In addition to transgenic approaches to deplete Ano1 currents, pharmacological inhibition was also employed. IALV contractions were measured under different pressures in the presence and absence of the high-affinity and reversible Ano1 inhibitor, benzbromarone. Whereas a modest change in pressure evoked a fourfold increase in the contraction frequency of untreated vessels, similar pressure changes evoked only modest changes in the contraction frequency of vessels treated with benzbromarone. Although benzbromarone has been proposed to act as a pore blocker of Ano1 (Huang et al., 2012), and consequently may not uniquely target the channel, it evoked similar changes to those seen in the transgenic animals. Therefore, this drug was likely reducing pressure-induced changes in IALV contraction by blocking Ano1 currents.

Whole-cell recordings made on dispersed IALV smooth muscle cells further substantiated a role for Ano1 in regulating contraction frequency. Between action potentials, the membrane potential of IALV smooth muscle cells is normally unstable, exhibiting a linear depolarization that steadily increases to the threshold voltage at which an action potential is initiated. Interfering with Ano1 currents by either genetic knockout of channel expression or acute benzbromarone application rendered smooth muscle cells that depolarized much more slowly between action potentials. This directly resulted in less frequent depolarizations, suggesting that activation of Ano1 shortens the time between action potentials and thereby increases contraction frequency. Additionally, action potentials recorded from cells lacking Ano1 currents had a markedly different shape; the membrane depolarized to a more positive potential and repolarized much more quickly in the Ano1 knockout cells. Presumably, these Ano1-free recordings reveal the contribution of L-type Ca2+ channels to spontaneous action potentials. From these data, we can predict that Ano1 currents not only contribute to the slow depolarizations between action potentials, but also to the slowly repolarizing plateau immediately following the action potential peak. Sharp electrode recordings made in the presence of benzbromarone were intermediate to those made from control and Ano1 knockout cells. These experiments used 5 µM benzbromarone, a concentration that had an intermediate effect on pressure-evoked changes in IALV contraction. Thus, the intermediate phenotype of these whole-cell recordings is likely because Ano1 currents had not been completely abolished in these experimental conditions.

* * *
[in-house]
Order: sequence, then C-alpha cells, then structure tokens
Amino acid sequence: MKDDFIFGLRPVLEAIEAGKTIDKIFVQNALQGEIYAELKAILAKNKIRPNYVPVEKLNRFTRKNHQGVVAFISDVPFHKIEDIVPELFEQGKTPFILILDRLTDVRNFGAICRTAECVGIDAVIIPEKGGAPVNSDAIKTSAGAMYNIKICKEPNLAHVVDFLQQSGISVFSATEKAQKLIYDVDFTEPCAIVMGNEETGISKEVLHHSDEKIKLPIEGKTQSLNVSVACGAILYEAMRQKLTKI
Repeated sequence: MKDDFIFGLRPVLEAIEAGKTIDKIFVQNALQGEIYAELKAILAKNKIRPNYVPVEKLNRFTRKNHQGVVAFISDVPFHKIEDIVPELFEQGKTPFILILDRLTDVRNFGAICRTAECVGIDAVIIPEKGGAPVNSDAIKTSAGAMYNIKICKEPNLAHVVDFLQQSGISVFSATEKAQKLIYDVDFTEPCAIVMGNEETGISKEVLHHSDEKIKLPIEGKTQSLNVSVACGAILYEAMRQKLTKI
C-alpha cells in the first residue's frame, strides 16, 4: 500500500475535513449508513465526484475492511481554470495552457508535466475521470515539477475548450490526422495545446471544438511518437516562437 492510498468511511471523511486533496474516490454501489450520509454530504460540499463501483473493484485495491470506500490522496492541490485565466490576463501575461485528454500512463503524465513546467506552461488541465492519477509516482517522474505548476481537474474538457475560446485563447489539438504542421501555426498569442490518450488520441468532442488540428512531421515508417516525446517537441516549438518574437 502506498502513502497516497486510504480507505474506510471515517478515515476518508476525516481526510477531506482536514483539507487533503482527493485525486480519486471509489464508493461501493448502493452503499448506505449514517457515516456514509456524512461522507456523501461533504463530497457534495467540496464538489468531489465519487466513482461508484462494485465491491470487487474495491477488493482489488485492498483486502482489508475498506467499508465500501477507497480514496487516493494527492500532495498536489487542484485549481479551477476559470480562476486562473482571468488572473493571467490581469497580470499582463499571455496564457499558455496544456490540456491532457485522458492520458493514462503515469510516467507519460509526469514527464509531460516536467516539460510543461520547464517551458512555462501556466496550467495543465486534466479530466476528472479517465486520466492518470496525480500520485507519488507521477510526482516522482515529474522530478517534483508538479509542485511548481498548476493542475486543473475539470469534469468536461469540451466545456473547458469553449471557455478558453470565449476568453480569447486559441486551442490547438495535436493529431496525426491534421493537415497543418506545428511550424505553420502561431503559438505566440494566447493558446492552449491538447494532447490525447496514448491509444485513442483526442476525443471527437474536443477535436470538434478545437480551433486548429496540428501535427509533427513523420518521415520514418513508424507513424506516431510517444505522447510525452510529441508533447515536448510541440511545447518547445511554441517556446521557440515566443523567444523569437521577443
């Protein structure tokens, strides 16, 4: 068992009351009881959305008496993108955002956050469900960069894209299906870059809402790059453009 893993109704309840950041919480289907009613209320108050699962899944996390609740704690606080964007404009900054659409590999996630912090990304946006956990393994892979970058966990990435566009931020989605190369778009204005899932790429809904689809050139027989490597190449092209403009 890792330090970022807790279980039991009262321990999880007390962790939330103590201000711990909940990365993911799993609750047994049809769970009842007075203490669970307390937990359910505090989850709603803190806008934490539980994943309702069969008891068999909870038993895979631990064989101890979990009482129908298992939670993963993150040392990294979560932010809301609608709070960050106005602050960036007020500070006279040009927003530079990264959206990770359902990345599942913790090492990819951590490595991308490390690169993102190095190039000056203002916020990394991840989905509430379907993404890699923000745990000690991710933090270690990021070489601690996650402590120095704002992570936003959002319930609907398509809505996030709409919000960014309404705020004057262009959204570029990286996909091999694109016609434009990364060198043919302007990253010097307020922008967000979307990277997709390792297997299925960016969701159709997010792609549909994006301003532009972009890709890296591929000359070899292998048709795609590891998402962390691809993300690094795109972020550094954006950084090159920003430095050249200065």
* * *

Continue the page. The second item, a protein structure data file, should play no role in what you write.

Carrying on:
In a final series of experiments, intracellular Ca2+ was imaged in control and Ano1 knockout smooth muscle cells using transgenic expression of the GCaMP6f reporter, a fluorescent Ca2+ indicator. Regular elevations of intracellular Ca2+ were documented in both wild-type and Ano1-deficient cells. These Ca2+ events were relative at frequencies similar to those of action potentials recorded by electrophysiology: more frequent for wild-type and less frequent for Ano1 knockout cells. Intriguingly, when plotting the change in GCaMP6f fluorescence versus time, the area under the curve was higher for Ano1-deficient cells relative to controls. These data reveal that the Ano1-deficient cells either have enhanced Ca2+ signaling or more Ca2+ ions are available to bind the GCaMP6f reporter.

Zawieja et al. (2019) convincingly document a critical role for Ano1-conducted current in the regulation of IALV pacemaking. This new understanding that Ano1 plays a critical role in the normal clearing of lymphatic vessels could pave the way for novel treatments for lymphedemas, which are currently incurable. Extensive structural and functional studies of Ano1 have revealed a wealth of information about how they are regulated. These multimodal channels are gated by changes in temperature (Cho et al., 2012), by direct interactions with the endoplasmic reticulum–located IP3 receptor (Jin et al., 2013), as well as by changes in intracellular Ca2+. Finally, a suite of Ano1-specific drugs are currently available that either potentiate or inhibit channel activity (Namkung et al., 2011). Novel lymphedema treatments could target Ano1 or pathways upstream of its activation.

Acknowledgments

We thank Rachel E. Bainbridge and Katherine L. Wozniak for critical review of the manuscript.

Research in the authors laboratory is supported by American Heart Association Predoctoral Fellowship to M. Tembo (18PRE33960391) and National Institutes of Health grant (R01GM125638) to A.E. Carlson.

The authors declare no competing financial interests.

Merritt C. Maduke served as editor.